The references to the temple will also help us understand this concept. At Mount Sinai God gave Israel instructions for building a tabernacle (tent) located in the centre of their camp that functioned as the worship centre for the nation. As the tabernacle was inaugurated, Leviticus 9:23 describes that, “the glory of the Lord appeared to all the people.” We use the Hebrew word Shekinah to refer to this visible presence of God. God’s Shekinah presence appeared again at the inauguration of Solomon’s temple in 2 Chronicles 7:1-3. “The priests could not enter the temple of the Lord because the glory of the Lord filled it.”
On both these occasions the nation of Israel assembled, worshiped God, and experienced his presence at the temple. This imagery should provide a powerful perspective for us as we think about our times of collective worship. The sum of God’s presence is greater than the parts. The assembled church is the dwelling place of God: A place where he reveals his glory. One application of this is found in John 13 where Jesus told his followers, “By this everyone will know that you are my disciples, if you love one another.” When Christians interact with each other, we demonstrate God to the world.
Hebrews 10:19-25 draws all these themes together very effectively. (As you read this, note that in the Greek this is one sentence. Verse 19 starts a thought that v25 concludes.)
- v19 We enter the Most Holy Place where God’s footstool the ark of the covenant was kept, the location of God’s presence in the Israelite camp/temple.
- v22 We confidently draw near to God. Throughout Hebrews the term “draw near” or “approach” “describes a believer’s approach to the throne of God in worship.” (A Gathered People, p141)
- v25 We meet together because that’s where we enter the Most Holy Place, and we encourage each other.
Finally, although the assembled church invokes God’s presence, it also foreshadows the ultimate gathering of the saints in the presence of God. The church assembled is a taste of the feast God has prepared for us. Look at this wonderful description of assembly and worship found in Hebrews 12:22-24.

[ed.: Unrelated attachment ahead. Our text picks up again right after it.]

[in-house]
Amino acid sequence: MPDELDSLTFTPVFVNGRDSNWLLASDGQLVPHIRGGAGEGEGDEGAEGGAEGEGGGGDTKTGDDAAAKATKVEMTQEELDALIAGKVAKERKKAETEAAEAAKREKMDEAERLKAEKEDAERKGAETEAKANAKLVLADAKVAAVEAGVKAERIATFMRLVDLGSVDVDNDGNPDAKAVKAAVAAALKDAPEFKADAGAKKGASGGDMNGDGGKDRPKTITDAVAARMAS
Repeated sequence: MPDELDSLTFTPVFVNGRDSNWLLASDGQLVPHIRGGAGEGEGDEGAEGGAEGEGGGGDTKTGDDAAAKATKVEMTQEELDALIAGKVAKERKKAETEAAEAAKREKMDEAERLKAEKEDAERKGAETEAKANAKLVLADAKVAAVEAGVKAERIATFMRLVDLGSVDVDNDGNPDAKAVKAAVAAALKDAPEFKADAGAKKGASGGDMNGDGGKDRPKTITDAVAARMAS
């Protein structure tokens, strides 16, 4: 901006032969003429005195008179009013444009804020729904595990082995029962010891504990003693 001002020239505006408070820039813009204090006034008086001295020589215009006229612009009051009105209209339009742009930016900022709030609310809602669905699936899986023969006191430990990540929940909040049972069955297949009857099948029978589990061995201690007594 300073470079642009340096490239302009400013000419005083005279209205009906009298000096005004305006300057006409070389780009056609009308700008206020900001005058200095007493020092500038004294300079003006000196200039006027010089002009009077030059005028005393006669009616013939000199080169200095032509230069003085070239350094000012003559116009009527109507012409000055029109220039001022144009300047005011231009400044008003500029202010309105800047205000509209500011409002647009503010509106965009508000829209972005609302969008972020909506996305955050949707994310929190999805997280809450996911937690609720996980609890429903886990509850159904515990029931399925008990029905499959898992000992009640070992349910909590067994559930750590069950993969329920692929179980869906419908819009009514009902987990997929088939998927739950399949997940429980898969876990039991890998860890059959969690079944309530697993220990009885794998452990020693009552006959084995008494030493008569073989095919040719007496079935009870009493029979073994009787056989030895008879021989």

But you have come to Mount Zion, to the city of the living God, the heavenly Jerusalem. You have come to thousands upon thousands of angels in joyful assembly,to the church of the firstborn, whose names are written in heaven. You have come to God, the Judge of all, to the spirits of the righteous made perfect, to Jesus the mediator of a new covenant, and to the sprinkled blood that speaks a better word than the blood of Abel.
- What are your expectations when you come to worship with the church?
- Do you agree that God’s presence is particularly palpable when the church assembles?
- To what extent do the actions and words of those leading worship influence your experience of God during worship?
The journey of faith begins with our beliefs. We can’t have faith in something we don’t believe exists. We can’t have faith in something we believe is true. We also can’t have faith in something we don’t know.
In 2008 Willow Creek Association published FOLLOW ME based on their REVEAL research project. They were seeking to identify catalysts for spiritual growth. First they identified four stages of spiritual maturity, then they studied what activities, attitudes and values prompted a person to transition from one stage to the next.
Their research highlighted the importance for young Christians to solidify particular foundational beliefs as a catalyst for moving to the next stage of spiritual maturity. But how do we define “foundational spiritual beliefs”? For the purposes of their study the FOLLOW ME team identified four core beliefs critical to a young Christian’s growth:
- Salvation by Grace
- The Trinity
- Personal God
- Authority of the Bible
“Perhaps there is nothing more important to a person’s ultimate conversion to the Christian faith, and even to the pace and depth of their spiritual growth over a lifetime, than to fully understand and accept the implications of these core beliefs. These spiritual fundamentals are as critical to spiritual growth as basic arithmetic is to learning calculus, or the rules of grammar are to writing a thesis. The church provides an essential learning platform for these fundamental beliefs as well as a faith-based environment for a person’s early impressions of Christian life.” (Follow Me, p57)
In Sunday’s sermon I asked how well all of us could explain these ideas. Here’s my effort in 100 words or less:
Salvation by Grace: We cannot make God do anything. We cannot make him love us. We cannot make him bless us. We cannot make him forgive us. Yet he does each of these things for us. Why? Only because he gives us grace. The sooner we realise that we cannot force God to do anything, the happier we will be and the stronger our relationship with him will be. Yes, it requires humility and dependence to accept this, but it’s a fundamental truth about us and God. (Ephesians 2:8)